Travertine tile is actually a type of limestone that develops in the high temperatures of hot water springs. Since these springs exist all around the world, travertine has no specific place of origin. Natural travertine tile can be found everywhere from Italy to Iran to Peru. The most notable place for the formation of travertine tile in Northern America is Yellowstone National Park.
You can maintain travertine tile with a gentle cleanser, warm water, and a soft mop or microfiber cloth. If you have travertine kitchen floors, travertine bathroom floors, or a travertine backsplash, these materials can keep your tile looking its best. Spills and splashes should be cleaned immediately. Additionally, aim to do a weekly mopping with a soft cloth and gentle cleanser.
No. Travertine tile is not hard to keep clean. If you immediately clean up spills and maintain a consistent mopping schedule, your travertine tile can look like new for years.
Polished travertine and honed travertine can be very slippery when wet. Sandblasted travertine and antiqued travertine tile (also known as tumbled travertine), offer more grip but should still be used with caution – it's never a good idea to run on wet tile.
Travertine tile is not ideal for shower installations. Travertine is a porous stone, which means it can break down over time from water exposure. While regular re-sealing can protect the surface of the stone, it will not fully prevent damage on either travertine shower wall or travertine shower floor installations. Additionally, honed travertine can be slippery when wet, so it's not typically recommended for shower floor installations.
Cleaning grout for travertine tile floors only requires the use of a mild and gentle cleaning solution and a soft gentle brush. Toothbrushes and nail brushes are ideal for cleaning grout along travertine floor tile as well as travertine tile backsplashes.
Yes. Travertine tiles do require sealing. Although travertine is known to be durable, it's not as strong as other types of stone, like granite. Travertine tile should be sealed with either an enhancing or natural sealer upon installation. A sealer should be applied about every three to five years afterwards to maintain quality and luster.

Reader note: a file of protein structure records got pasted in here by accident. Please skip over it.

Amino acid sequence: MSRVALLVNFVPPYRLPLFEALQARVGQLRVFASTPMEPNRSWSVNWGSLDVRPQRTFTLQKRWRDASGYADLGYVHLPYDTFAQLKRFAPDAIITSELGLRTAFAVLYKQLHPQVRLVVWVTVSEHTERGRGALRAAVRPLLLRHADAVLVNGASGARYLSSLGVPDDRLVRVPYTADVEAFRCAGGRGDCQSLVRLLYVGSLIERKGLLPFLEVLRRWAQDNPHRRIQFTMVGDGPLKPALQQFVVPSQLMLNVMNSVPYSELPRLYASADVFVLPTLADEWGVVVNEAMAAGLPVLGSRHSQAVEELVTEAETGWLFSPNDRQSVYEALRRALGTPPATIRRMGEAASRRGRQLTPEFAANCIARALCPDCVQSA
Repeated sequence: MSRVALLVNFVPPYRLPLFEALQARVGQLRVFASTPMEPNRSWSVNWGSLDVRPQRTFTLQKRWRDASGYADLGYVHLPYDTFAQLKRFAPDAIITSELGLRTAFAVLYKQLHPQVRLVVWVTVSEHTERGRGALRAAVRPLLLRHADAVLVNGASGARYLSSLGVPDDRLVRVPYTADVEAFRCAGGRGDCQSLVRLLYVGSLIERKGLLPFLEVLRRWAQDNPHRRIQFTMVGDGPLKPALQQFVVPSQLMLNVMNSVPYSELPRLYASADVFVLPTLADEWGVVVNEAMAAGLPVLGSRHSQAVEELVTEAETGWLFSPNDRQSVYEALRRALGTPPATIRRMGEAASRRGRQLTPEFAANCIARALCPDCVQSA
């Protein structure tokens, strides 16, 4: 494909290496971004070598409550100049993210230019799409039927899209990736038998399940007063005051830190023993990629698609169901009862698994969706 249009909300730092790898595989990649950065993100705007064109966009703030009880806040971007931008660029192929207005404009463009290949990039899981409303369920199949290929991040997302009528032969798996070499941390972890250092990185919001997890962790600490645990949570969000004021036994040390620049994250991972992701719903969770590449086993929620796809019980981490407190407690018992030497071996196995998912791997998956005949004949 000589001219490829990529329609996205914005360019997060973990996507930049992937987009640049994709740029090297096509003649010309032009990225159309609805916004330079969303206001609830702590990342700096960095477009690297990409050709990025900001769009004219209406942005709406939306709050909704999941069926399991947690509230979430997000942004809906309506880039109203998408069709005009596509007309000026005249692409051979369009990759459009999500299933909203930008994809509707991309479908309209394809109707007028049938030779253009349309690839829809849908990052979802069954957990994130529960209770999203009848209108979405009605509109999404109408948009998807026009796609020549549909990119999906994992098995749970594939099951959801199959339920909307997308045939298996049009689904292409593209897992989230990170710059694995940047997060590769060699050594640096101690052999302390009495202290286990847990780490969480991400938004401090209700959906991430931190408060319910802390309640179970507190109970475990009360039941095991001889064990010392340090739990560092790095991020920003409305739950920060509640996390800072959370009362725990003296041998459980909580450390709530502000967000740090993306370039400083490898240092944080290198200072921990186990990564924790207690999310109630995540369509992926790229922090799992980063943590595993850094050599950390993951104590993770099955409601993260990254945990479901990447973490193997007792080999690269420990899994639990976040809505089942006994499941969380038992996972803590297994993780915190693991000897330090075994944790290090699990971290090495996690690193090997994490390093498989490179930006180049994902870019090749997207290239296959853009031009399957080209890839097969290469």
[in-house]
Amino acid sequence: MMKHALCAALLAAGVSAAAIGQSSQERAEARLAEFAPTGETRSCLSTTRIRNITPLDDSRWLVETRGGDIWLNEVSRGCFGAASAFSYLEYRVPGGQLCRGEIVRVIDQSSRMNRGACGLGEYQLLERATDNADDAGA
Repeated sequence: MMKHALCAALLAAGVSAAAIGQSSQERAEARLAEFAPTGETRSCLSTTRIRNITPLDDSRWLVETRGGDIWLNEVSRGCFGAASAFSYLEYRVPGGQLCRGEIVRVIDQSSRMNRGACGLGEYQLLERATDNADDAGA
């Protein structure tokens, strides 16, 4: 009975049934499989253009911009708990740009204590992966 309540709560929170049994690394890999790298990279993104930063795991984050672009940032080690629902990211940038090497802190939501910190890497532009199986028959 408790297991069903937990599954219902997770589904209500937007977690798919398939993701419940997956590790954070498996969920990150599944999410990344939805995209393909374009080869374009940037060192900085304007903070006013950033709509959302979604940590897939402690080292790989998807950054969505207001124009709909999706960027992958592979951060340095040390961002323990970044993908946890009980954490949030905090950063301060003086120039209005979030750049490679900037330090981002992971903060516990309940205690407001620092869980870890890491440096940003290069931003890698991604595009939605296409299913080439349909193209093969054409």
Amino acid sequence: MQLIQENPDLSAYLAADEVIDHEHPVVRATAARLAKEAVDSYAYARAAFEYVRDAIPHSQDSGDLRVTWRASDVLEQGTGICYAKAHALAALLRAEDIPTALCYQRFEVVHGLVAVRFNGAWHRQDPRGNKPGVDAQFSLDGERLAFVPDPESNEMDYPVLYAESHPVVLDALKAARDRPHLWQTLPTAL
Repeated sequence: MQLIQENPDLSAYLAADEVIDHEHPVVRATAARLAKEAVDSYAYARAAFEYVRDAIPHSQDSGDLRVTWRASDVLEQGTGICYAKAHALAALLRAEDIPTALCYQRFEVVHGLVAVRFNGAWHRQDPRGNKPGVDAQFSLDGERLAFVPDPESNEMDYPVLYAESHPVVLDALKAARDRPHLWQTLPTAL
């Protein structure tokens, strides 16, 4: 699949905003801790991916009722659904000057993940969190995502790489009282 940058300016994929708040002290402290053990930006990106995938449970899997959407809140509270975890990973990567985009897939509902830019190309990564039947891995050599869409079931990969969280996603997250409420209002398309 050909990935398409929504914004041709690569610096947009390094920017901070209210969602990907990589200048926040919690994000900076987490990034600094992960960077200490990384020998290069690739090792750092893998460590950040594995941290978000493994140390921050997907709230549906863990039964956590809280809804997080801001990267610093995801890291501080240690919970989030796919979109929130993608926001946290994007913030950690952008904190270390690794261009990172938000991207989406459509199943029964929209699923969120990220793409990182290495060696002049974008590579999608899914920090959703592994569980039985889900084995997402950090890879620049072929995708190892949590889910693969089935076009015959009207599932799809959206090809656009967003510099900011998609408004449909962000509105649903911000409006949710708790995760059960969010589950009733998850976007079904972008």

The resealing timeframe depends on whether your travertine tile is indoors or outdoors. Generally, we suggest resealing your travertine tile every three to five years after its initial installation. Areas that are either outdoors, have heavy foot traffic, or experience frequent moisture exposure should be resealed every three years.
Travertine can be installed in bathrooms. A tumbled travertine tile bathroom can work beautifully if the tile is properly applied and sealed. The rougher surface of a tumbled travertine bathroom floor is perfect for anyone seeking a non-slip bathroom floor.
However, because travertine tile is a porous stone, we do not recommend it for submerged areas like showers. Travertine tile is more porous than heartier stones. Therefore, constant exposure to water wears down the surface of travertine tile over time.
All shades of travertine can darken slightly over time. Particularly, white travertine tile has an increased tendency to darken over time when the iron compounds in the stone mix with oxygen. Dirt buildup and debris can also tint light-colored travertine tile over time.
Travertine is not as hard a material as granite or marble tile, but it is an exceptionally durable stone. Travertine tile holds up well to high temperatures and heavy foot traffic. However, travertine tile can break or chip if it is struck by a heavy object.
Yes, travertine tile is suitable for outdoor use and exterior installations. It holds up well against the natural elements and lasts in high temperatures. It's also incredibly durable. Additionally, travertine tile patios or travertine tile poolsides have an organic, rugged feel that's perfect for the outdoors.
Most outdoor travertine tile can be cleaned only using water. For light travertine tile, or infrequently cleaned travertine tile, we suggest using a pressurized water hose to effectively remove debris. Outdoor spaces should be cleaned frequently if used often and at least seasonally if not.
Travertine tiles fall mid-range in terms of material and labor expenses. On average, travertine tile costs about $15 per square foot for materials (plus labor costs). In comparison, granite costs an average of $12 per square foot, and marble falls around $20 per square foot.